Brake Fluid Overview
Current DOT ratings for brake fluid is DOT 3, 4, 5 and DOT 5.1. DOT 5 is silicone based and all the others are glycol based. The DOT 5 silicone based brake fluid is not compatible with the any other brake fluids.
Brake fluids are made up of mainly to different type bases.
The DOT ratings
NOTE:The DOT 2 spec is for drum brakes and is obsolete. If you have any DOT 2 , do not use it. DOT 5 is a silicone brake fluid. Silicone brake fluid (DOT 5) should be avoided because it is not compatible with regular brake fluid.
DOT 3 and DOT 4 fluids are compatible with each other and may be interchanged or mixed with no ill effects.
The DOT specifications are based on the concept of wet and dry boiling points. The dry boiling point is applicable when fluid is fresh and the wet boiling point after the fluid has been exposed to moisture and has had the opportunity to adsorb water. The minimum values for the wet and dry boiling points are specified for each DOT level, and increase from 3 through 5.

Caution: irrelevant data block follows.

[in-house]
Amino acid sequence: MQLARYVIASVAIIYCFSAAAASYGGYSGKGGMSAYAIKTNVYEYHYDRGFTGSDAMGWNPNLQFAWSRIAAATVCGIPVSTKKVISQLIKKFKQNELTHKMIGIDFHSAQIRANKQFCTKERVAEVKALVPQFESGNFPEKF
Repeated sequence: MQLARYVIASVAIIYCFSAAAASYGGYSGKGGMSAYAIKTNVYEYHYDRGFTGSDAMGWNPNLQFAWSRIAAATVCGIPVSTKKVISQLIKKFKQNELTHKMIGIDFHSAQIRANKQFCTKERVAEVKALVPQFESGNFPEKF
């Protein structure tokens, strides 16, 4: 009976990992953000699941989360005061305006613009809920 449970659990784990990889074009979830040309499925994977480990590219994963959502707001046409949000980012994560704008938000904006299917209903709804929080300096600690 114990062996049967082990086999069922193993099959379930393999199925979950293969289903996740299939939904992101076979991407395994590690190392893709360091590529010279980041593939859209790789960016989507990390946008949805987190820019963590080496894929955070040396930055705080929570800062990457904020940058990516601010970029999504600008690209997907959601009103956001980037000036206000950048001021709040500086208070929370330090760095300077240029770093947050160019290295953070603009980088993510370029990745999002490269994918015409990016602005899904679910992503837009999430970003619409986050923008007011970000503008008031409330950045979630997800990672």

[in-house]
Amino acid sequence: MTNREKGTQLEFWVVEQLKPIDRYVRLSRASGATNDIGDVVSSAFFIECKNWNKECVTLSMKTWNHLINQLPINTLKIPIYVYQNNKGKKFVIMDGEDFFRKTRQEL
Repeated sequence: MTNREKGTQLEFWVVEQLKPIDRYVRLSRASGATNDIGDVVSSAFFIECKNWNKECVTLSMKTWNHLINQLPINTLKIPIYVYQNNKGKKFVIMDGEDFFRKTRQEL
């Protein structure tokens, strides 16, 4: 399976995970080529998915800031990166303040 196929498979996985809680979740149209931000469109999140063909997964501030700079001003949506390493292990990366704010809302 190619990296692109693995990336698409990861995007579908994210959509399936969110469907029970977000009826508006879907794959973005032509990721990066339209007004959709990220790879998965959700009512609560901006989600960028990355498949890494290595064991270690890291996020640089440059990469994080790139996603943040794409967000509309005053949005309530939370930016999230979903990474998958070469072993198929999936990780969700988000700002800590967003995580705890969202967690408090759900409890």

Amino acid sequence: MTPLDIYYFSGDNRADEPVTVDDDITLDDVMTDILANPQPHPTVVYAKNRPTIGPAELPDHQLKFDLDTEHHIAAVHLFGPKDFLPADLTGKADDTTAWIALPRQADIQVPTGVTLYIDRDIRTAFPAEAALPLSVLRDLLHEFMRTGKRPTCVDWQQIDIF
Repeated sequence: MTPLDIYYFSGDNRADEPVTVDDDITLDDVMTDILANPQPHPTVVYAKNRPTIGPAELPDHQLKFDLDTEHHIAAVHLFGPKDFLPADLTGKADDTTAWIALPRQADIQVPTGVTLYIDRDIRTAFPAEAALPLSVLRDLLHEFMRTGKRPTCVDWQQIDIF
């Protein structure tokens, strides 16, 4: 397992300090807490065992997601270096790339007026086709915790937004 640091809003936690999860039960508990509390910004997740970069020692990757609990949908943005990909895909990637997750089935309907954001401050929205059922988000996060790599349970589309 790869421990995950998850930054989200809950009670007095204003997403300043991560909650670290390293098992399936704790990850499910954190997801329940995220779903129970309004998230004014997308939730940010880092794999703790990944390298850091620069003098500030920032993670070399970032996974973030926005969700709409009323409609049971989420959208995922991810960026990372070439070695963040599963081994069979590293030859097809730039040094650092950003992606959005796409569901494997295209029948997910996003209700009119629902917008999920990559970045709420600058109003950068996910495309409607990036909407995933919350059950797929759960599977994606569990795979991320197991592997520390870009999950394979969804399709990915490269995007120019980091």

Below are some popular brake fluid specs.
Why do we worry about the Wet Boiling point?
I normally use the ATE brake fluid and alternate between the Gold and the Blue.
The different colors make it easy to tell when you have completely flushed the old
fluid out. It normally runs around $10.00 a liter and I change it every other year.
Low Viscosity Brake Fluid
Recently I was getting ready to order some ATE brake fluid and noticed on their website they had a new brake fluid that was optimized for ABS braking systems.
Their new fluid is SL.6 and these are the benefits as listed on their website
Advantages of Original ATE SL.6
The nw SL.6 has a dry boiling point of 509°F (265°C) and a wet boiling point of 338°F (170°C)
While the dry and wet boiling points are only about 5% lower than their racing fluid, the trade off is a faster operating ABS system.
Below is the graph ATE uses to demonstate the advantages of the low viscosity SL.6
The other trade off is ATE recommends changing the SL.6 every two years where as their racing brake fluid was recomended to change every three years.
Seeing as I am not on the track, I would probably benefit from the quicker responding ABS system.
I also found another low viscosity brake fluid with a good following, Pentosin.
Interesting, the dry and wet boiling temperatures are identical to the ATE SL.6.
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